Reworded: “Eli Roth’s entertaining slasher, Thanksgiving, is anything but a flop.”


Eli Roth has been working towards bridging the gap between mainstream and fringe cinema for a long time. He has been sneaking in low-budget genres, such as splatter horror, erotic thrillers, and mondo films, into popular multiplexes. In 2007, he contributed to Grindhouse, a double feature created by Quentin Tarantino and Robert Rodriguez that paid homage to the cheap and gritty films of the past. This included retro scratches and fake trailers for non-existent movies. Roth directed one of these trailers, which featured a killer dressed as a pilgrim wreaking havoc at a Thanksgiving parade in Plymouth. The tagline, “White meat. Dark meat. All will be carved,” was delivered with a hint of playful irony in the voiceover.

Roth takes a risk by turning his hilarious two-minute joke about a gravy-drenched Thanksgiving into a feature-length film, which became tiresome when attempted in his previous works, Machete and Hobo with a Shotgun. He abandons the nostalgic style and updates the visuals to match current times of Instagram live streams and land acknowledgments. Despite the need for some changes to fit within an R rating, such as moving a graphic scene to a more acceptable body part and dressing a nude corpse, Roth stays true to the twisted humor of classic exploitation films, creating a satisfyingly gory and comedic experience. Forget about the turkey, because he serves up a hearty portion of red meat: pure, certified laughs and mutilations without any unnecessary additives.

Unfortunately, to the great disappointment of the numerous DIY enthusiasts who follow his lead, there is no substitute for Roth’s expertise as an orchestrator of tension and humor. This sets the perfect groundwork for his wicked games. In the thrilling opening scene, a sense of impending danger builds up and eventually erupts as Black Friday shoppers swarm a Walmart-like store, resulting in three deaths. This clever twist on Dawn of the Dead’s mall invasion, with the zombies replaced by consumers, is a not-so-subtle yet chilling commentary on our society’s distorted obsession with consumerism during a holiday that, as one teacher points out, stems from America’s history of genocide. Roth captures the chaos of the crowd with the same intensity as a rabid mob after a major sports event, showcasing one of the many aspects of Massachusetts’ culture in this exceptional and authentic film. However, he also takes a moment to focus on a “Doorbuster Sale” sign, serving as a reminder that businesses fuel and profit from such reckless behavior. In the second Hostel film, Roth reduced human lives to nothing more than commodities in soulless auctions; here, they are marked down by 50%, as emphasized by a banner that forms a disturbing yet clever pun with a woman’s dismembered body.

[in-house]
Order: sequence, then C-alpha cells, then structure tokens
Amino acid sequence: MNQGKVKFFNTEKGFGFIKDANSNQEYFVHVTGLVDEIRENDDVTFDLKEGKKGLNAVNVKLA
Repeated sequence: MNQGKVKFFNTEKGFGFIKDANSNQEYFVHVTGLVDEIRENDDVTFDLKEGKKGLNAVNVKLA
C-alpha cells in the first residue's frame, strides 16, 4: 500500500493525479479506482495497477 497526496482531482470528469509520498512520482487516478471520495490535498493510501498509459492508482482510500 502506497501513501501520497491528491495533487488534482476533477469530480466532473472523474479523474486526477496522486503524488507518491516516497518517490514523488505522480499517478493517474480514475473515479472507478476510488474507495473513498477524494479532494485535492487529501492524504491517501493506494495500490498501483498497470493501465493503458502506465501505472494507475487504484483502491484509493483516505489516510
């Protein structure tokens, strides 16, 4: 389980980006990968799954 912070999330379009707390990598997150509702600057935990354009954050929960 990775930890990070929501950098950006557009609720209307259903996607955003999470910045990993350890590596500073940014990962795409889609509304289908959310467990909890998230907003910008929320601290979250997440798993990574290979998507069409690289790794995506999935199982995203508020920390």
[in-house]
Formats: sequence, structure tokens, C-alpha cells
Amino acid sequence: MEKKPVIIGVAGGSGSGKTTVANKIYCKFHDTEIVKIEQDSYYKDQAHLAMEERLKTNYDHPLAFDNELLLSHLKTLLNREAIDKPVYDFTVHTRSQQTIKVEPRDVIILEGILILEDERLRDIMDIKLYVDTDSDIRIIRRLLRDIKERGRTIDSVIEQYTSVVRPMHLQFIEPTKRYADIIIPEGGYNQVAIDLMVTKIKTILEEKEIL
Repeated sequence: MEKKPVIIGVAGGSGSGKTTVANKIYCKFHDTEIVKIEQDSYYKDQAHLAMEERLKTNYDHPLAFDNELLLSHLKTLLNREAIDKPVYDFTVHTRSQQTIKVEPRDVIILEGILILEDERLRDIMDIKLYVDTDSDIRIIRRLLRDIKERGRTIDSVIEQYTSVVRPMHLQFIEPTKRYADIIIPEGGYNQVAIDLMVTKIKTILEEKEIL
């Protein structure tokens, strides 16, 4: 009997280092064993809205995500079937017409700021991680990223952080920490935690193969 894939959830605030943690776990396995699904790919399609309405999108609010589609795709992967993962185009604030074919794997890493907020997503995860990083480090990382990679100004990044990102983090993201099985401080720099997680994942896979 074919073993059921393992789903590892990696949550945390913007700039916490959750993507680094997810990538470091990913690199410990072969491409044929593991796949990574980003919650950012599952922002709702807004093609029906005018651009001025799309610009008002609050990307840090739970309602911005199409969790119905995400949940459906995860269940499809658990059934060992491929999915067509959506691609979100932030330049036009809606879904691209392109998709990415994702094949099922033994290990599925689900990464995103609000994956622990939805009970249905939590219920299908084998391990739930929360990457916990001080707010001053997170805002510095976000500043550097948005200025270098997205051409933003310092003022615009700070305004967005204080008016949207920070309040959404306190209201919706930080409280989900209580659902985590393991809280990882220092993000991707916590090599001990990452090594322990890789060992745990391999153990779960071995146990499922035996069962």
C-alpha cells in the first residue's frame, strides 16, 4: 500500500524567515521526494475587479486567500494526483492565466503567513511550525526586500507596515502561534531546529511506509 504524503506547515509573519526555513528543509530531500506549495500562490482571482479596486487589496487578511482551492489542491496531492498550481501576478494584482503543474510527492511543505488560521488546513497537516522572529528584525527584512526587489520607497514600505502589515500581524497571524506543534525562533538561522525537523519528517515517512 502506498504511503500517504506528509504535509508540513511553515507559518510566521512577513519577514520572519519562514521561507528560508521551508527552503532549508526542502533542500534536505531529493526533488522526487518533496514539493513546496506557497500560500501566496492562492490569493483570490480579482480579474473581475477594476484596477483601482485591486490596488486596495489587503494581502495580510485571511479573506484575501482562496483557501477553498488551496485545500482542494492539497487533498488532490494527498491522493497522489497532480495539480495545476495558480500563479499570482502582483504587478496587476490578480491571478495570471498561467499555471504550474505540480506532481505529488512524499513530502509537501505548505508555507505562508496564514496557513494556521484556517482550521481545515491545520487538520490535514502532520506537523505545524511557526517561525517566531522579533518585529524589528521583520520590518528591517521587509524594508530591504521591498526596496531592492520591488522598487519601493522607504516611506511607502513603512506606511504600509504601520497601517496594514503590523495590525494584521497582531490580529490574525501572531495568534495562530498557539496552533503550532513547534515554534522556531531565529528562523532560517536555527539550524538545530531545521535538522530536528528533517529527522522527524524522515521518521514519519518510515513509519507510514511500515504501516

Roth’s approach is centered on clever setups and satisfying punchlines, resulting in a multitude of unique and engaging murders that also serve to connect the storyline. One year after the initial massacre, the killer, dressed as the governor of Plymouth colony, targets those who were captured in a viral recording from that night. His victims include Jessica, the daughter of a store owner, and her friends, including social media influencer Addison Rae, who brings to mind “Paris Hilton in House of Wax” without the gruesome ending. Despite the efforts of the town’s sheriff, who speaks with a Maine accent and is played by Patrick Dempsey, the killer continues to add to his macabre dinner guest list, which features decapitation, disembowelment, and forced cannibalism. Just like a well-prepared meal, timing is crucial, and there is no wasting time or taking itself too seriously to interrupt the enjoyment. Even a side story about two boys vying for Jessica’s affection is not exempt from poking fun at its own irrelevance.

The table’s depiction reflects the previous portrayal of twisted wholesomeness in The Texas Chain Saw Massacre, where the focus on family and unity turns into something incestuous and filled with rage. Roth’s references may not be obscure, but he has earned the right to use them by fully embracing horror for the sake of horror. This is a welcome relief in a time where many entries in the horror genre are weighed down by overbearing metaphors about trauma. He brings discipline to the disreputable, elevating select pieces of trash with a genuine mastery and appreciation for their most vile and base pleasures. What more could we ask for?

  • Thanksgiving will be released in cinemas in the UK and US on November 17th.